by: Dr. Boogie
One of my all-time favorite games series has got to be Splatterhouse. They aren't games for everybody by any stretch of the imagination, but this series has a style all its own. Except for the Jason Voorhees style mask, but I digress.
In the late 80s, somewhere deep in the heart of Japan, a thought occurred: Friday the 13th was a great movie, but what if you could play as the hulking, machete-wielding mother-lover and fight off waves of hideous monsters? It was pure genius, and it stood to reason that a game would soon follow. Thus, Splatterhouse was born. I may have taken some liberties with the story, but to the best of my knowledge, that is how it came to be.
I relish any opportunity to talk more about these games, and so I bring to you this brief history of the Splatterhouse series, from its humble beginnings as a 2D side scroller to its transformation into a 3D brawler in 2010.
When Splatterhouse first came out, people didn't know what to do with it. Pounding a zombie's head in with your first, before picking up a meat cleaver and slicing another monster in 'twain? These kinds of things were unheard of in the distant year of 1988. Sure, games like Narc would give you the opportunity to blast homeless people to pieces with a rocket launcher, but Splatterhouse took a more intimate approach to its graphic violence.
It was so successful that a port to home consoles was all but inevitable. Unfortunately, a sanitizing for the home audience was also inevitable. First and foremost, the look of the iconic mask was changed to make it a little less copyright infringement-y. The developers also took the time to change the look on one boss character, a giant inverted cross, into a giant skull, which doesn't really seem that much better.
For the most part, however, the port was full of countless little changes designed to tone down the violence, gore, and scariness of the game. At the end of the day, however, you still have to wonder why they even bothered. What did the publishers think people wanted to see when they bought a game called "Splatterhouse"? Were they afraid that parents might mistakenly believe it to be a game about Jackson Pollock? It's a game about sticking your entire arm into a zombie's chest and pulling out whatever you can grab onto. You know, art!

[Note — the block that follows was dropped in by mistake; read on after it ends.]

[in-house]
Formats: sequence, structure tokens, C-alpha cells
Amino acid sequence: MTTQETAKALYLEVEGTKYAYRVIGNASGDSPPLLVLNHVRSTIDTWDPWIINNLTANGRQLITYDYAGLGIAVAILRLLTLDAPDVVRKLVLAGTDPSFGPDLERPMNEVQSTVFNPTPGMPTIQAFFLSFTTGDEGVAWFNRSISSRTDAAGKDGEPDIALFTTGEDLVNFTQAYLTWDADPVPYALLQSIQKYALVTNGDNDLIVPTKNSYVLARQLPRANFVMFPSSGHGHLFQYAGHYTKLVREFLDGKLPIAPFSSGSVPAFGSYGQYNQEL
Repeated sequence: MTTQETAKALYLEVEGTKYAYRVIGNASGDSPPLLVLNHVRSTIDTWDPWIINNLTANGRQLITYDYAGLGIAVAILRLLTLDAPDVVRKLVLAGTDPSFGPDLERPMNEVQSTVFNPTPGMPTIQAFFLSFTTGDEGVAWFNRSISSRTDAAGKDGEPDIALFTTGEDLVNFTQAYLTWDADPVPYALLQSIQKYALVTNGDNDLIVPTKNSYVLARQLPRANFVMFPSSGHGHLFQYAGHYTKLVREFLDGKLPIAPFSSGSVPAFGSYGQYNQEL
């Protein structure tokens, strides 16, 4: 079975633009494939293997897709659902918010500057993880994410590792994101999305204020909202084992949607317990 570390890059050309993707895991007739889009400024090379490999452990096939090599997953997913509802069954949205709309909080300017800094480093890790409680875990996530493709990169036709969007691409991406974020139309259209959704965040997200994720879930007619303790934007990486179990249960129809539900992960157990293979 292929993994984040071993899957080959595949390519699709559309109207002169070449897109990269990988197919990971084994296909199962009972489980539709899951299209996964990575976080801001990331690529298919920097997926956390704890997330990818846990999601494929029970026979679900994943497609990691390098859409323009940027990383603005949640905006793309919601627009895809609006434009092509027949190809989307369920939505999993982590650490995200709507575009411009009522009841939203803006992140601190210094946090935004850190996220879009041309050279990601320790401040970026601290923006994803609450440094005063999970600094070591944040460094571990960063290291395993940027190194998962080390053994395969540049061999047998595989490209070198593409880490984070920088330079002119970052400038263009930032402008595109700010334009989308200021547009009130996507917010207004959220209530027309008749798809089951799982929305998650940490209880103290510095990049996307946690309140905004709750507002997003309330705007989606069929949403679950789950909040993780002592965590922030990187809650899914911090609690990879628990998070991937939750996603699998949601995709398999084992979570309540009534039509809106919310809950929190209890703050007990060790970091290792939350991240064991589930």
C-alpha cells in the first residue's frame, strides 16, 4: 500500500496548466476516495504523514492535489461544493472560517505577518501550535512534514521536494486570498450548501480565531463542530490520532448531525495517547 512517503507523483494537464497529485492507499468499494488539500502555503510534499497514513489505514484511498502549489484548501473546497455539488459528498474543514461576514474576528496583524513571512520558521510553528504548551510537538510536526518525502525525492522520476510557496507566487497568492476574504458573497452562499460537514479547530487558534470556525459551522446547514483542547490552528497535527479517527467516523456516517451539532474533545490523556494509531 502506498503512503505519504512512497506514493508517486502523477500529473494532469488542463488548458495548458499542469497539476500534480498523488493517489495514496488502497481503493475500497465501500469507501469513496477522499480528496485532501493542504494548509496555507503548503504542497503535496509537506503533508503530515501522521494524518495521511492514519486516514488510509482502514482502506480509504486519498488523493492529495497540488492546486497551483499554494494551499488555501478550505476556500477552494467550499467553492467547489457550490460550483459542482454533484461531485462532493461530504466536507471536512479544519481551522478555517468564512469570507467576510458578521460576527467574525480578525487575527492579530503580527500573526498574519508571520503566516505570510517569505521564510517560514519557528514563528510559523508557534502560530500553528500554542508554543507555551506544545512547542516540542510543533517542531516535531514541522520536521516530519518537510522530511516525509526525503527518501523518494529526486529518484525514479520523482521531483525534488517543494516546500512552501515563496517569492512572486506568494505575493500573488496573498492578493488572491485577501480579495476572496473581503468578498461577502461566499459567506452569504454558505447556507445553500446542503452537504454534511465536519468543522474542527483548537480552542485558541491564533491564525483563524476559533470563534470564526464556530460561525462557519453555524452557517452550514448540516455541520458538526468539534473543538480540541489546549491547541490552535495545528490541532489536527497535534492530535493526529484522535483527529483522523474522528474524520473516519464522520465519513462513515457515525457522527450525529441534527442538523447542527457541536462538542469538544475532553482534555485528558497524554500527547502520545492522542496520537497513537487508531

Splatterhouse arcade version gameplay footage:
Splatterhouse Wanpaku Graffiti
Not long after the original game was released, Japan got a taste of the rather odd followup, "Wanpaku Graffiti". My knowledge of Japanese is limited to the menu choices at Benihana, but the internet assures me that the title means "Naughty Graffiti," which in turn is a reference to the game being a silly, cartoony take on Splatterhouse.
As with the original game, Wanpaku Graffiti opens with Rick being brought back to life and his girfriend, Jennifer, being dragged off. This time, however, instead of Rick facing down the hordes of some ancient, faceless evil, his primary antagonist is the Pumpkin King. Perhaps there's a Japanese instruction manual out there that explains what all went on between these two, but it hardly matters. The point is that you control a super-deformed Rick as he travels the land chopping down monsters with his iconic meat cleaver.
Once you get past the overall weirdness of the title, you're left with a surprisingly solid game. Rick controls really well, arguably better than he does in some of the other games, and the game is packed with parodies of famous horror movies like Alien and The Fly. One of the early bosses even organizes a group of zombies for a brief Thriller tribute!
But the best part is when you finally beat the Pumpkin King:
The director says, "cut!" and the whole game is revealed to be a film shoot! What's more, the last screen shows Rick and Jennifer leaving the set and getting ready to travel to the real West Mansion. Apparently, Wanpaku Graffiti was meant to be some kind of prequel.
Splatterhouse Wanpaku Graffiti footage:
Parodies are nice and all, but fans of Splatterhouse wanted a real sequel. In 1992, they got their wish with the Sega Genesis release of Splatterhouse 2. Gameplay-wise, it was more of the same: walk down a hall, punch monsters in the face, occasionally stop to pick up a pipe/shotgun/cleaver, but really, that's all you need with a game like Splatterhouse.
The real improvement game in the form of new bosses and set pieces that showcased the series' love of violence and gore. The very first boss is an enormous monster that you kill by punching it in the stomach until it bursts (note: make sure you aren't standing near the stomach when it bursts). Then you head to the basement and fight a giant glowing head by punching it in the eyes until its eyes burst (no need to worry about being drenched in acidic eye goop, though). And before you can even relax from that, you're traveling down a gore-choked river on your way to do battle with a host of acid-spewing mutant fetuses!
The results are not pretty.